Most all of us have been touched by cancer in one way or another, by our own personal battle, or that of friends and loved ones. Firefighters are not exempt. Not only do we respond to the homes of cancer patients on a regular basis, but we’ve watched fellow firefighters lose their battles with cancer and we’ve rejoiced with those who have beaten it.
In support of every person affected by cancer, Metro Fire will be operating a Cancer Awareness engine for the third year. The engine will run out of five fire stations, one in each of our Battalions, during the month of October. The engine will start its month of service today at Station 24 (4942 College Oak Drive). The cost to wrap the fire engine was 100% donated by Vehicle Wraps, Inc. and Sacramento Area Firefighters Local 522.
Get your cameras out because this year we have added a photo contest!
Become a Firefighter for a Day!*
The winner becomes an honorary member of the crew on a fire engine, doing what firefighters do on a daily basis: responding to 9-1-1 calls, assisting at community events, washing the fire engine, training, making dinner and eating with the crew, etc…Alternative accommodations will be made, if needed.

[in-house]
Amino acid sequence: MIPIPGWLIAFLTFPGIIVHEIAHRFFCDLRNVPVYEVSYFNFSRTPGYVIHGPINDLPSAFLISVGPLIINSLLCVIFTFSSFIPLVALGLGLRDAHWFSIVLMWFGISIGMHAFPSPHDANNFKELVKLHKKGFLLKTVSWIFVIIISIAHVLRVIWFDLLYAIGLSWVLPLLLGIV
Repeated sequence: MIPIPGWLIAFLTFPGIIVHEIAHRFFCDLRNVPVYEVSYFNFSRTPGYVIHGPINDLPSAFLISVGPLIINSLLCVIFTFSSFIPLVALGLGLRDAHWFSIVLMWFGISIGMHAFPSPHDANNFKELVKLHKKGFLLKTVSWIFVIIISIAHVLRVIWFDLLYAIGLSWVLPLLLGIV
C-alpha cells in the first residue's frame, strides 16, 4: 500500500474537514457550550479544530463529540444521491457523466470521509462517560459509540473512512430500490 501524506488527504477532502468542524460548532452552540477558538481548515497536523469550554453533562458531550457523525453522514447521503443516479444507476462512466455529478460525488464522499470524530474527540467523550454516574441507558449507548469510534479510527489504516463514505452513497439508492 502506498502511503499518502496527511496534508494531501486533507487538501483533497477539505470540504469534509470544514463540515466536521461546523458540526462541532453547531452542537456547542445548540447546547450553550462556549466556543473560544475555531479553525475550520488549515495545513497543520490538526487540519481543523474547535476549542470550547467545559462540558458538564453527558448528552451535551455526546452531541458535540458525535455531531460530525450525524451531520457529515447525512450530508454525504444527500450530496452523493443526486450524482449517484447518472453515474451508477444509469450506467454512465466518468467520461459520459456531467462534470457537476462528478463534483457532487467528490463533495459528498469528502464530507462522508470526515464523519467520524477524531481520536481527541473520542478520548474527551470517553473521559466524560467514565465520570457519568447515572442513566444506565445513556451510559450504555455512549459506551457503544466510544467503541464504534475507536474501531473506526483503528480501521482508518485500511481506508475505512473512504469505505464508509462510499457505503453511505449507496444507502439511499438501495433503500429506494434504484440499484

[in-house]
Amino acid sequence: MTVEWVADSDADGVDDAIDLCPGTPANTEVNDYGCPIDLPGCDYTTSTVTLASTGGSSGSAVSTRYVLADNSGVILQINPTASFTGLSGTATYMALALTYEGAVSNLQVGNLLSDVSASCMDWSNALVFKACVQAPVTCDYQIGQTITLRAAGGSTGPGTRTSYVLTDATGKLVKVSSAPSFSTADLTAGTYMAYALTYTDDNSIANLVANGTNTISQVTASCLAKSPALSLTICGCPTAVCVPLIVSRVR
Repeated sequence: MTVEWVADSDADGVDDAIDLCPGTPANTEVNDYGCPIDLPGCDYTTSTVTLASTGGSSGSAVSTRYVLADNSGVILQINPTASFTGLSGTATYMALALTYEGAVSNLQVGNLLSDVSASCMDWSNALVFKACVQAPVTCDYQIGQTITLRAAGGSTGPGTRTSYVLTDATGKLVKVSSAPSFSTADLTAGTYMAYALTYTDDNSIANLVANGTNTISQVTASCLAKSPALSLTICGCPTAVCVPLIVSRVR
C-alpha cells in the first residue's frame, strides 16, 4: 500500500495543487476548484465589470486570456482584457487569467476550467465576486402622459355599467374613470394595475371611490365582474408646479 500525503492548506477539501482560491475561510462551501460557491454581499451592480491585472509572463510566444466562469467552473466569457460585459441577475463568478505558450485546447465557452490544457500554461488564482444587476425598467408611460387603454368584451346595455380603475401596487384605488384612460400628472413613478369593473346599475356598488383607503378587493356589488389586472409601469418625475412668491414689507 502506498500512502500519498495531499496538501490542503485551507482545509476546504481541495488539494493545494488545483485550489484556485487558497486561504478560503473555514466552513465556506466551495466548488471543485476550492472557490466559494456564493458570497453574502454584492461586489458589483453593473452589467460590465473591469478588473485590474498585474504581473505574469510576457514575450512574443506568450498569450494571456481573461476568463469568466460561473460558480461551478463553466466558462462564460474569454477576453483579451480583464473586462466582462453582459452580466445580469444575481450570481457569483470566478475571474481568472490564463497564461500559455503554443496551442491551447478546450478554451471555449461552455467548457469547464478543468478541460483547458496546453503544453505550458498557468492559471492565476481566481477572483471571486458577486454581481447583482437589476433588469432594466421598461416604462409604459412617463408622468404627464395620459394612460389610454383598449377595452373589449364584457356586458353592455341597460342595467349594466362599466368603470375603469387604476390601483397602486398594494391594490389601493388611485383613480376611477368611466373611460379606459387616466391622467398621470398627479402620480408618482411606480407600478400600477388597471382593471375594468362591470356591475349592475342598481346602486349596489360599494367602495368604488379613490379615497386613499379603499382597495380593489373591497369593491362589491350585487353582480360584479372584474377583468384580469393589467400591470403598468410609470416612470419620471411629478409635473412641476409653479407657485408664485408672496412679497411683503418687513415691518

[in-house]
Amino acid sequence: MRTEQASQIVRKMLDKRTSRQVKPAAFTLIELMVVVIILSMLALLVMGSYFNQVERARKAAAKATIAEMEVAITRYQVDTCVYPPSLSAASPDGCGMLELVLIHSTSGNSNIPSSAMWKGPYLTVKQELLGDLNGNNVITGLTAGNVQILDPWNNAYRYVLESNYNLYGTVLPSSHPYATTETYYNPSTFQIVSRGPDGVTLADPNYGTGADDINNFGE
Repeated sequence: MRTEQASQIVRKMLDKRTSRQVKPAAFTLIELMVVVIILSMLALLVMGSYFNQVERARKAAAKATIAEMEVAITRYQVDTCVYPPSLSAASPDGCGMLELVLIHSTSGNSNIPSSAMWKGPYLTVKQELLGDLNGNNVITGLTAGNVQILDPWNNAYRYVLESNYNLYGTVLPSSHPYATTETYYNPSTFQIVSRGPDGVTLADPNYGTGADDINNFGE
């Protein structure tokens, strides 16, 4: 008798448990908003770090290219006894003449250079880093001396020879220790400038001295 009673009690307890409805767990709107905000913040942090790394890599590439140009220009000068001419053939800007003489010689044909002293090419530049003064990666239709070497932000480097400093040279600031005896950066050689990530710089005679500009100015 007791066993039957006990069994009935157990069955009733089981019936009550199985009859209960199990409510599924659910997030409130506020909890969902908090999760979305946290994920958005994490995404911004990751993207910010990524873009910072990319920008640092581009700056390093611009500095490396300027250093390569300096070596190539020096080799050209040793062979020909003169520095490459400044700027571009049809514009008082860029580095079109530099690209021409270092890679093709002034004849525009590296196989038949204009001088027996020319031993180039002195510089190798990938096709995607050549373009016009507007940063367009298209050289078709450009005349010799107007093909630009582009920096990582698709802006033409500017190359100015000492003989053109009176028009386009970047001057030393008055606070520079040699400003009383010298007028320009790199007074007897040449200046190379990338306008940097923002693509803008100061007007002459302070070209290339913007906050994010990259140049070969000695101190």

Full contest details can be found at www.metrofire.ca.gov.
With fire season upon us and winter months approaching, there is no better time to prepare for a disaster - events that often occur with little to no warning – by registering with the mass notification system at any one of the following three URL’s: Sacramento-Alert.org, Yolo-Alert.org or Placer-Alert.org.
Register now before a disaster hits, so public safety officials can call, text or email you in the event of a disaster.
Consider the state’s historic drought causing elevated wildfire danger, or winter storms and the many levees surrounding our urban core. Both events can occur rapidly, sometimes forcing evacuations, shelter in place orders and road closures. The regional mass notification system is a critical link for you to immediately learn of required actions.
Sign up for alerts at either Sacramento-Alert.org, Yolo-Alert.org or Placer-Alert.org - it’s easy and your information is protected. Officials will only text during an emergency or public safety event, or if public help is needed to find a missing child or adult.
The unique feature of the system is the ability to handle more than one contact method for residents including cell phones, alternate numbers, text, email and even landlines. You choose the best notification method or chose them all. You can also register multiple locations, such as your work address, your parent’s address or your children’s school, in order to get alerts about the places that mean the most to you.